Me on being Sri Lankan, in Horton Plains.
I am Sri Lankan. I was born in Canada, grew up in America but I like it here, I’m generally accepted and people seem OK having me around. I, perhaps more than most, am not my race, I am simply Sri Lankan. I know that the dominant government identity seems to be Sinhala Buddhist or whatever, but they don’t define me or the country. I define myself, and I am Sri Lankan.
Jerry on being a Sri Lankan, and not a facist
I am not the government. I am not my race. I am not the war. I’m just me. #IamSL.
Raisa on how she’s completely mixed, and Sri Lankan
This is actually a big thing for a lot of people to say. The country has been defined, internally and externally, based on race and the war made those divisions worse. That division, however, is not Sri Lanka. To a large extent, Sri Lanka is still young and it is what we make it. I think we can make it better.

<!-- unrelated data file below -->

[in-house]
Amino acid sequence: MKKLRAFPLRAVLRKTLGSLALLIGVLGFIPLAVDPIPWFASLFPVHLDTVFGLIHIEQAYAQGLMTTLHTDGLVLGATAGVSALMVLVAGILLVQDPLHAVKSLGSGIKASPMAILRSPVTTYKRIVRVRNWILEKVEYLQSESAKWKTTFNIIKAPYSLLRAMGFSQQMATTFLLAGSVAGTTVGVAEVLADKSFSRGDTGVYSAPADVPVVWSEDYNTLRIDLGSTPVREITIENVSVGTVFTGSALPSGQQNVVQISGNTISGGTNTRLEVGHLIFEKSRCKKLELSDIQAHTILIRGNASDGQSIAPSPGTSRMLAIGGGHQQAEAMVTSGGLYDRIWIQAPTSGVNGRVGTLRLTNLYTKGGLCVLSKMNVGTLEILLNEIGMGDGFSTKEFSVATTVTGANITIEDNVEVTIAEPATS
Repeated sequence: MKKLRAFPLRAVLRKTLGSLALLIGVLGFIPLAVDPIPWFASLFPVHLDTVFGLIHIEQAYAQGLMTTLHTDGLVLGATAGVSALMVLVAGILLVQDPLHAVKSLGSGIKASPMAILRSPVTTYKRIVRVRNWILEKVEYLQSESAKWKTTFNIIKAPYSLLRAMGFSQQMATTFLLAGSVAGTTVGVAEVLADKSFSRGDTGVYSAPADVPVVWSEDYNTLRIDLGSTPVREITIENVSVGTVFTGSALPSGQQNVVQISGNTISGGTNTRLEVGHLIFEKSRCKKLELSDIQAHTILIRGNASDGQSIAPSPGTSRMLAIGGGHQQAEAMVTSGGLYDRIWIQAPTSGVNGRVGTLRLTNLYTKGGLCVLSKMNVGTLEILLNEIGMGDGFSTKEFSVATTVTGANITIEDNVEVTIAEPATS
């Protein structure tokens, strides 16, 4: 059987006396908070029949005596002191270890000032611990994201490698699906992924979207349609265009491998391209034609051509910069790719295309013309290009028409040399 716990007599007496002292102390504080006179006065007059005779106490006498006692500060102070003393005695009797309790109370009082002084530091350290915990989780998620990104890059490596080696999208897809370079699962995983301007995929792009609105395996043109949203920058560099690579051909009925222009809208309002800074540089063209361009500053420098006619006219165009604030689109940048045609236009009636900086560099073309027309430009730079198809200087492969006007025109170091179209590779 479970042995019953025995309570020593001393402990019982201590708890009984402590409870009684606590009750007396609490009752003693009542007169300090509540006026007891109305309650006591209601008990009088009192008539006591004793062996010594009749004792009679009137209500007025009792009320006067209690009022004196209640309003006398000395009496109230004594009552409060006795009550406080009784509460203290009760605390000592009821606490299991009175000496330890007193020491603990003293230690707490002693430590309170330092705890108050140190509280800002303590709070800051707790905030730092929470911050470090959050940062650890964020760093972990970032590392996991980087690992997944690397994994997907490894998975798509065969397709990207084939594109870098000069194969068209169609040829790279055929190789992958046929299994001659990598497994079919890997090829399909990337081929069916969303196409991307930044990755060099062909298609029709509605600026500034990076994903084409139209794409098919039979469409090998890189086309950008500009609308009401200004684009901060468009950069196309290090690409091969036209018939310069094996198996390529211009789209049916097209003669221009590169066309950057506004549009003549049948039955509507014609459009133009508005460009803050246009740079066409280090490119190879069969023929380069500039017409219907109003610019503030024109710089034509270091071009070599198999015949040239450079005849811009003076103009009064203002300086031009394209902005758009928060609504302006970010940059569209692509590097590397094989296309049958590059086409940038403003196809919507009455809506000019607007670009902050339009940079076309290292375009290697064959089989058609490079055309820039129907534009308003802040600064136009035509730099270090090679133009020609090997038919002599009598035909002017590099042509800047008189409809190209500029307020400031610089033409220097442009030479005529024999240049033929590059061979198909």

Halik on how he’s Muslim, and Sri Lankan
There is room for a multi-ethnic society here. In Colombo and especially among my friends, we already have it. Personally, I’m 28 and I’m tired of me and my country being defined by war and ethnicity. I just want a better life for myself and the people around me. I want equality for everybody – every race, caste, gender, language, whatever.
Roel on being everything but Sinhala, and Sri Lankan
I think there are problems in Sri Lanka, but they’re not between us. That division is what keeps us from solving our problems. Our issues are Sri Lankan, and they are shared. Everything from discrimination against Tamils to discrimination against women is a problem that affects all of us, because we’re all in it together.
Young Viyaan on being Sri Lankan… and an Englishman
So that’s me. Here are some of my friends. We’re all different, but we’re all Sri Lankan. Are you?
Akila on being diaspora Sri Lankan, and UK at checkpoints
Himal on being… human
So, what’s the point of all this? Basically to show people that Sri Lanka isn’t all war and ethnic conflict. There’s a huge diversity of people here, we have more in common than we have apart, and we can and will reconcile even if the government drags its feet. To quote Kumar Sangakkara again (and again),
“I am Tamil, Sinhalese, Muslim and Burgher. I am a Buddhist, a Hindu, a follower of Islam and Christianity. I am today, and always, proudly Sri Lankan.”